I dreaded another summer of pulling rye, much like Parzival who dreads his tech support job later in the novel.  Cline, too, must have felt this dread since he writes about it so convincingly.  Eventually, I had a system as good as my friend and I bought a box of blank floppy disks, the big 5 1/4” ones.  Together we pirated a ton of games.  The first was obviously Zork. When we met at the Little Bargain Barn, I’d tell him how I was stuck, but he had already advanced to the Zork sequels.  He’d give me clues, continuing to be Aech to my Parzival.  Cline transformed Zork into a “three-dimensional immersive simulation all located on the planet Frobozz.”  Genius.  I found myself dreaming about a whole planet based on Zork inspired by what I read rather than what I have seen.  Cline recreated my long forgotten excitement for Zork.  He took a text based game and converted it into a new three dimensional world...but there is no three dimensional world!  It’s like using text within a text.  Brilliant!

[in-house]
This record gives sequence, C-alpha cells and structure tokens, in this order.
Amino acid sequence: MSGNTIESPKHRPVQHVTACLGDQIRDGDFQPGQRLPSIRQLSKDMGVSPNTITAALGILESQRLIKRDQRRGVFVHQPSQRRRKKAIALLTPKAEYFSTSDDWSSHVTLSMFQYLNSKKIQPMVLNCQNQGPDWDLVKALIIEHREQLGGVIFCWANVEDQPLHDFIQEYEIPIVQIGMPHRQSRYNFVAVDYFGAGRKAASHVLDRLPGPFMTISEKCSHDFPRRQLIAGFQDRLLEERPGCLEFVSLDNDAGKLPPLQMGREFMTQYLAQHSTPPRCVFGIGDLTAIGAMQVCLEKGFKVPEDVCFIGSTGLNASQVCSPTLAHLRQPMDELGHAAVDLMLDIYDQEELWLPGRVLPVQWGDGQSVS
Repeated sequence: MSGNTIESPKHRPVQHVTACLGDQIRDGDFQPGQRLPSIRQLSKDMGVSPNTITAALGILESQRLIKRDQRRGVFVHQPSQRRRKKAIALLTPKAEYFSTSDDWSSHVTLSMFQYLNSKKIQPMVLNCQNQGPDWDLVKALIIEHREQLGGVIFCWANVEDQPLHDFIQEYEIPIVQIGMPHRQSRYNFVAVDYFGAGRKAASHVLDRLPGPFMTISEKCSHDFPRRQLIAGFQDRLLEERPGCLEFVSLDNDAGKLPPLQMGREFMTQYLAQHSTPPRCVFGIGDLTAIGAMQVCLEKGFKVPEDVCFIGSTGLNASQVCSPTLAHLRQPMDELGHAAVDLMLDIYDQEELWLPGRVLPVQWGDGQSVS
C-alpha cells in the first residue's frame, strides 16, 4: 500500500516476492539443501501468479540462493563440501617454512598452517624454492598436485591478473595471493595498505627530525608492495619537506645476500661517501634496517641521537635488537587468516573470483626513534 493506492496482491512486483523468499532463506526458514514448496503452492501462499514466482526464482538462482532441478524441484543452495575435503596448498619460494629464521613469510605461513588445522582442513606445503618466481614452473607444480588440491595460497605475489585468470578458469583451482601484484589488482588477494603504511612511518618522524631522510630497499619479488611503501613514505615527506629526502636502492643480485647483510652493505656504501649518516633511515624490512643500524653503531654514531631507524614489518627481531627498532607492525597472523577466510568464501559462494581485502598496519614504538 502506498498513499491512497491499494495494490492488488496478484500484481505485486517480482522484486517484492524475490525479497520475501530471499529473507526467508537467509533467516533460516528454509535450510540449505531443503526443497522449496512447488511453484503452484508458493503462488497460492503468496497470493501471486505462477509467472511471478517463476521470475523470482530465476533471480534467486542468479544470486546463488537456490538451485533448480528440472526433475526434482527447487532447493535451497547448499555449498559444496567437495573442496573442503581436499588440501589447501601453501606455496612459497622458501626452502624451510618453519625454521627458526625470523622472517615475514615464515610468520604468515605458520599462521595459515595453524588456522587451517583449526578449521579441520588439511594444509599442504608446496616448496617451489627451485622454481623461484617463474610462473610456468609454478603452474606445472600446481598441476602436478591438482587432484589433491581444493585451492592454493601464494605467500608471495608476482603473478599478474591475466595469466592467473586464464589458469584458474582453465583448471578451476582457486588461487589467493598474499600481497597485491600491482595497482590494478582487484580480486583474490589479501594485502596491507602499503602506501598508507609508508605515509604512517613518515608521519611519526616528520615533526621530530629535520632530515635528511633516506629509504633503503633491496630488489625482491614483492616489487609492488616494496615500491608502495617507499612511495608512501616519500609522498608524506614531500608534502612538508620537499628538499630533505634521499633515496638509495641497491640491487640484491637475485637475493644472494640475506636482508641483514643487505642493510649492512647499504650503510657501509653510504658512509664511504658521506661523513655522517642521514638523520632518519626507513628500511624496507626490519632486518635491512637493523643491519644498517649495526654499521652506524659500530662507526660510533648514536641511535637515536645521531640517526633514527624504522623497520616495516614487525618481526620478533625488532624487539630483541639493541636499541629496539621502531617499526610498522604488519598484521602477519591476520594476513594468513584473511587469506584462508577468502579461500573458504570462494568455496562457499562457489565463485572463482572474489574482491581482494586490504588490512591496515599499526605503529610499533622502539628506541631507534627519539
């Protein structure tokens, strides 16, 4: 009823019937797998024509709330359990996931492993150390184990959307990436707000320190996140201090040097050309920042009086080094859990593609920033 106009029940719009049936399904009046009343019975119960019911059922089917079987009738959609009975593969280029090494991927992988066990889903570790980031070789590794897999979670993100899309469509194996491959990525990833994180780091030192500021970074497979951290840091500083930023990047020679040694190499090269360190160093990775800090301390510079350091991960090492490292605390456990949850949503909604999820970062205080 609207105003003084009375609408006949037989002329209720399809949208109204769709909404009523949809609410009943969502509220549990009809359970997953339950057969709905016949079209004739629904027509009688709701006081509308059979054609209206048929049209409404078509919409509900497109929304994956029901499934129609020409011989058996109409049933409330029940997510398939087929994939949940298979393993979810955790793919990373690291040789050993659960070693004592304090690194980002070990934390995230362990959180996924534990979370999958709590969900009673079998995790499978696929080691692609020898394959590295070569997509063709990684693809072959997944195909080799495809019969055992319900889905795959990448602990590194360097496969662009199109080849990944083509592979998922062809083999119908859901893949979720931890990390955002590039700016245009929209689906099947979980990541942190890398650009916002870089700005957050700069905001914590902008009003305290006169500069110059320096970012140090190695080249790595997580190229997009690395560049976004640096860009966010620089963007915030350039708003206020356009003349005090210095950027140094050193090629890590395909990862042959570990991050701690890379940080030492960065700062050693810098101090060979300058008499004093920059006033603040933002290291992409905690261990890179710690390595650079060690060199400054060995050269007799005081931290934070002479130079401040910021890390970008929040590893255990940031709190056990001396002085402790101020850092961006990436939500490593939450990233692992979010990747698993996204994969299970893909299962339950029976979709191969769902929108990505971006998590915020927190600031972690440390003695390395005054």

Cline’s other game that took me back in time was Joust.  I love how he used it in the book, and his description about tapping the button to get the ostrich to fly was fantastic.  I think my my buddy and I pounded that arcade game into submission.  We’d would race across the street at lunchtime from William Thomas Middle School to Taco Time.  We’d be the first to play Joust.  Since my mom worked there I could get free lunches and bum quarters from her purse.  I allotted myself only $5 per month from my paper-route for gaming.  That’s just 20 quarters.  I had to make every game count.  My friend crucified me every time since his quarters seemed unlimited.  He always had more experience.  And when the cafeteria crowd crossed the street, it can only be described as a gunter clan descending on the fast food joint that had room for only two arcade games.  When the only Joust in town is across the street from your school, the quarters will line up.  Cline captures the essence of that experience with his own version of a quarter and Pac Man.  My competitive fire demanded that I be able to enter my three initials, MAS for Mark Alan Schelske, as the high score.  My friend and I had that “I own this game” mentality.  And so did Parzival.  After finding the first key, his high score appears in the number one slot of top ten OASIS Scoreboard.  Another brilliant part of the book.